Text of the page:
“The idea of being smart for both of us, to come to a reasonable place, that’s the objective, and there should be no confusion. So we’re going to be trying that, as you might appreciate, and I think as Travis said, which I think is amazing, a lot of players that don’t agree to a contract going into this season, play in a certain way. John played as an amazing teammate trying to win games and doing whatever he could do to win games. John’s a really good guy and a really good teammate. And I hope he is an Atlanta Hawk.”

… On what the next step is or what needs to happen for the Hawks to win a title:

“I still think if we would have had De’Andre Hunter and Cam Reddish, the entire season healthy, and certainly the entire playoffs healthy, who knows what we’d be discussing or where we’d be right now. So the simple answer is being healthy, I think is a huge part of NBA success. That we know. And I think basically this team with as I saw the six or seven young players we have, but when you see what a (Danilo Gallinari) and a (Bogdan Bogdanovic) and a Clint (Capela) and a Lou (Williams), and Solomon (Hill) and Tony (Snell), too, when you look at what our vets gave to us … I think the idea of creating some stability. I think we have, again I’m entitled to be somewhat partial, but I really do believe we’re incredibly deep and really talented.

“And I think this team could do more than they did this year, is the simple answer. And yes, the answer is we do expect more, we do want more, and we’re going to try to get more. We are not satisfied. We are not banging our chest and saying mission accomplished. None of that, none of that. We are just trying to highlight that this franchise is what we thought it was, this team is what we thought it could be, and we think it has the ability to get better. And that should be a very clear message. And I think if you asked each of these players individually, I think they would tell you the same.”

… On if he feels the team as currently constructed is enough to win a championship:

“I think it is. I want to say this clearly, I think it is, but again I want to be careful, Travis and Nate and their, shall we say, respective groups, are weighing all of that as we speak. Me as the owner, I’m going to say in that group of three, probably should be a better listener. I personally think we were, if we were completely healthy, I think we could have done more. I’m just going to say that. Come on, Bogi for a good chunk of the series (vs. Milwaukee) was on one leg. Trae (Young) could not walk. … These are young men in their early 20s that could barely walk, and were asked to play on one of the most difficult stages in the NBA.

“That’s pretty remarkable. Some of them had terrible injuries, and they still tried to play, and some still played. So guess what I’m, I’m being long-winded, I think we have enough. I think we have some extraordinary talent that could be even better with each season. I absolutely believe we have enough to win a championship is the simple answer. But hey, our job is to always try to be better.”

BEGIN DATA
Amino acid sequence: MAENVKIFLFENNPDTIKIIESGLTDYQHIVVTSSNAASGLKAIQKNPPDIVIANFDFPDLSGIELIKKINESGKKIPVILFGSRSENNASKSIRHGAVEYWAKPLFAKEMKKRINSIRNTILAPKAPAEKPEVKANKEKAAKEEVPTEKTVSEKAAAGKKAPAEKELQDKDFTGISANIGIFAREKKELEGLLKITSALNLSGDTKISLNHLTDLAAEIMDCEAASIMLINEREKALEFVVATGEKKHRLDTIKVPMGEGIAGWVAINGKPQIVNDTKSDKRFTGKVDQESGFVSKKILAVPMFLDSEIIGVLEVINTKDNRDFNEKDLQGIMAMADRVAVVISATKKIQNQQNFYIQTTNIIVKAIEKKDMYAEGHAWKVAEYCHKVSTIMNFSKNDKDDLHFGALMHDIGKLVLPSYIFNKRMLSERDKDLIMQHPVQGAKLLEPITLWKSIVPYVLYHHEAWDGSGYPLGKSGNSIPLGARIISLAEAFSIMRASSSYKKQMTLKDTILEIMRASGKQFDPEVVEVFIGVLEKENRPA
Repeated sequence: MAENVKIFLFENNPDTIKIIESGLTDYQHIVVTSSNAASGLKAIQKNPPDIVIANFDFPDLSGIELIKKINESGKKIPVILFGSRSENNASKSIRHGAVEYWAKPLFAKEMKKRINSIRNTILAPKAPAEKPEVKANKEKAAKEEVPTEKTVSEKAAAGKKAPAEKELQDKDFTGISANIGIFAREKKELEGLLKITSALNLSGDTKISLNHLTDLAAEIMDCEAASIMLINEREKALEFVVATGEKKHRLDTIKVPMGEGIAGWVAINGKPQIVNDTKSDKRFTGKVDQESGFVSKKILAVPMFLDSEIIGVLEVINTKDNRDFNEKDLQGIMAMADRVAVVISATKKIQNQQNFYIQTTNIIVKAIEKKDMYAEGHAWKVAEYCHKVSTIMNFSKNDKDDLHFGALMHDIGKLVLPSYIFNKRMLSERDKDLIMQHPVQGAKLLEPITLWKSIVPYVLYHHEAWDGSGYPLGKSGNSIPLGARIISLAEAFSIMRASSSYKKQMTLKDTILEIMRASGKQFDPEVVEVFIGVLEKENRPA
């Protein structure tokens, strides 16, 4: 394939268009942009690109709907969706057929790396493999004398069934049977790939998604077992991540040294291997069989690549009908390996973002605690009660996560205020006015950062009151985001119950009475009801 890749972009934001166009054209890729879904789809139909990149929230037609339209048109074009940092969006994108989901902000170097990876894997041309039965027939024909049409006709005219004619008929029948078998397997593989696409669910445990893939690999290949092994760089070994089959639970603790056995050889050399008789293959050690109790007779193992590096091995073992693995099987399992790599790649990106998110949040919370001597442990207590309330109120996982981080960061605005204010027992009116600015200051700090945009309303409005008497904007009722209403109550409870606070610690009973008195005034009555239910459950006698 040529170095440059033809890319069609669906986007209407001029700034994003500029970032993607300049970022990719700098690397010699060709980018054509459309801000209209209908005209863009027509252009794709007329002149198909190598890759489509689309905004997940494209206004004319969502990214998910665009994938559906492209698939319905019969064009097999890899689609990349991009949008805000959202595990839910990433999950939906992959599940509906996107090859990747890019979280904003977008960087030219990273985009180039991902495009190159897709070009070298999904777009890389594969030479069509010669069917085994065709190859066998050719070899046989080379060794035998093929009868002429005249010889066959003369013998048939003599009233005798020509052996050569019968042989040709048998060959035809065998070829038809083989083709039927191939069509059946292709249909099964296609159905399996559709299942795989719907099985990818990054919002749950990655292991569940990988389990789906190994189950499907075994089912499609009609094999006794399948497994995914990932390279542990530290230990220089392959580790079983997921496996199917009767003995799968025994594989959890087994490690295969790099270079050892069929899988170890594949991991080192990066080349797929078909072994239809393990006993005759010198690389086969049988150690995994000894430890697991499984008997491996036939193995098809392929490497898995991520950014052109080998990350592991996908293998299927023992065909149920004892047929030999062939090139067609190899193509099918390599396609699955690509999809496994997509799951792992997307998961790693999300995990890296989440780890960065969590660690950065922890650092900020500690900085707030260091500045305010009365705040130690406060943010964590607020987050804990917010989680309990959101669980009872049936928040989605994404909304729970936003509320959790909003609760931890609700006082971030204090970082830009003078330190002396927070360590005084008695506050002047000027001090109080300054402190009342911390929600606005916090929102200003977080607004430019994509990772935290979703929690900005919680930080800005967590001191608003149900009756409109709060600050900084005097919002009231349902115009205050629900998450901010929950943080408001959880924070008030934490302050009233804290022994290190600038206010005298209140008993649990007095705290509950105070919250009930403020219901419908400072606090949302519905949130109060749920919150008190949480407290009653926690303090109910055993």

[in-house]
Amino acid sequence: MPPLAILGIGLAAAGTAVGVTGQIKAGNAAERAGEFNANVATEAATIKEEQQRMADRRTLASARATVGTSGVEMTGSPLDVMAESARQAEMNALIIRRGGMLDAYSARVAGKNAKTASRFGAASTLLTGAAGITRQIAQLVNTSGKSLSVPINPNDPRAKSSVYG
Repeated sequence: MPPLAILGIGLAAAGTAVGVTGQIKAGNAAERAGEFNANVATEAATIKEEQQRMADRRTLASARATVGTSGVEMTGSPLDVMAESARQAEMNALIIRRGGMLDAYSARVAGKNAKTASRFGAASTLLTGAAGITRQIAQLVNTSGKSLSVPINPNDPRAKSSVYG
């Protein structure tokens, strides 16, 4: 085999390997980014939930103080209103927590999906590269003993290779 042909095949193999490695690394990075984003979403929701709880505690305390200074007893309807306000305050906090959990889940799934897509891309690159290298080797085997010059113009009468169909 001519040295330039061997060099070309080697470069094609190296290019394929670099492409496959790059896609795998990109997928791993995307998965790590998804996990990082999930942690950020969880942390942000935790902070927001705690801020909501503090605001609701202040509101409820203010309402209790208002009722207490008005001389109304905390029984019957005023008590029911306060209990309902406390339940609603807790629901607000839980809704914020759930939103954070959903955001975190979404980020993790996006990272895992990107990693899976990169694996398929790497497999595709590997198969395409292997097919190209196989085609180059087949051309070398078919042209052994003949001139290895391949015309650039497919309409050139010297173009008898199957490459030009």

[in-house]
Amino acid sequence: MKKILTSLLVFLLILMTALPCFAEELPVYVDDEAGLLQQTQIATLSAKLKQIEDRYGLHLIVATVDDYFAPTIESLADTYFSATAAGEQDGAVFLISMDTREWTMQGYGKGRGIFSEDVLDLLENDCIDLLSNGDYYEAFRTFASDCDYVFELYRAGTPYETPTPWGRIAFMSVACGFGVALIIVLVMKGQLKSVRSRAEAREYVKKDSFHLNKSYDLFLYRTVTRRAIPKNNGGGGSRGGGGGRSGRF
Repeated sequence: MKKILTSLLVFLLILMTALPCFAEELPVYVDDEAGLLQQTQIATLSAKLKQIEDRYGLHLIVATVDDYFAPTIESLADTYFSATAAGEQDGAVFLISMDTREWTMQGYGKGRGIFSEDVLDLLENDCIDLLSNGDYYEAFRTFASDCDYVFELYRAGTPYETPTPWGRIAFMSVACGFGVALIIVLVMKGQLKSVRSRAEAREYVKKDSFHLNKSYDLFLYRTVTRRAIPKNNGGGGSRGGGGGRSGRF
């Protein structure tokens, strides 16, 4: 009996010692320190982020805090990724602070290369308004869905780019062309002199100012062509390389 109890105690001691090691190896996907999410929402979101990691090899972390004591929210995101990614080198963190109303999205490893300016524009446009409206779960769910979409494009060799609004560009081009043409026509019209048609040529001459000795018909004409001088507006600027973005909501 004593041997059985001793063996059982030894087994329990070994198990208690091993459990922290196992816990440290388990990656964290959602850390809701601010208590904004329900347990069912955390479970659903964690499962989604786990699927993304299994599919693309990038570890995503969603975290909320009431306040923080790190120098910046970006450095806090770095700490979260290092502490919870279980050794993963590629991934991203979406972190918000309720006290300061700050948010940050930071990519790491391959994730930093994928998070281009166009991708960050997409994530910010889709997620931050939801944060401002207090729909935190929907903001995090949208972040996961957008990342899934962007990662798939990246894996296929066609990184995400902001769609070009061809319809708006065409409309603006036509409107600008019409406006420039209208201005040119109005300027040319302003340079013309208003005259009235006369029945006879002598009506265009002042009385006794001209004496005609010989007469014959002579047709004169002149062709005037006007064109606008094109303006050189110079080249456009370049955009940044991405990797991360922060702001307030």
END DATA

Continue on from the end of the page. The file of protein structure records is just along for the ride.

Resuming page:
Credit: Curtis Compton / Curtis.Compton@

Credit: Curtis Compton / Curtis.Compton@

... On whether this playoff run changes the team’s timetable to contend for a title:

“The simplest answer is yes. I think every player on our team feels like we’re capable of contending. I don’t know if they felt it at the beginning of the season, but I am sure they felt it during the season and certainly by the end of the season. If you look at our record since coach McMillan came into the picture, when you look at how we’ve performed since taking over as head coach, I would say it’s competitive with any team, at any time, at any place. I think we’re supposed to have a higher bar going forward. If you ask any of our players, I have to believe that our bar has gone up. I know it has from an ownership perspective, from a senior-management perspective, from a coaching perspective and for a player’s perspective.”

... On if there’s any concern about the extraordinarily high expectations this run could create:

“Yes, and I don’t know if that’s good or bad. It’s like that with every business. Sometimes business that have amazing quarters as public companies, they’re like, ‘Ugh. The bar has been raised.’ People who want to be perceived as great businesses or great basketball franchises have to have a high bar, and they have to live up to it. If we underperform next season, we have to figure something else out, and all of us would have to re-evaluate who we are and what we are. Our view is we have players and coaching and a franchise that is capable of being really good.

“That’s what we believe. I don’t believe this was good luck, although I will say this, one thing that I have learned with winning an NBA title is you have to be really good, but you also have to be healthy and a little bit lucky. I didn’t appreciate all of the above because we hadn’t been there. Twisting an ankle at a remarkably bad moment in time, having a meniscus reoccur for De’Andre Hunter at a remarkably bad time, these are things that have real impact in becoming champions. I don’t want to act like we’re the only team that had an unfortunate set of injuries, but I don’t think we had as much luck as we could have.”

... On what he saw from Young in the playoffs:

“Trae Young has done beautifully. He has performed in the playoffs. He’s performed for the past three seasons in a way that, again, many folks in the media ... I guess felt surprised with how Trae Young played in the playoffs. I wasn’t. This kid is special. I would also like to highlight that when you look at Cam Reddish, De’Andre Hunter, John Collins, Kevin Huerter, Onyeka Okongwu — we have five, six, seven young guys who are really coming along. That’s something to be really proud of.”

... On the Atlanta community embracing the Hawks on their playoff run:

“I don’t want to make jokes about this, but four or five years ago, you could come to a playoff game and you could see more jerseys of a visiting player. Those days are over. When you see our fan base, when you see the jerseys they’re wearing, when you see the cheering going on, it’s very clear it’s for this team, this city and this franchise. We couldn’t be more proud of that.”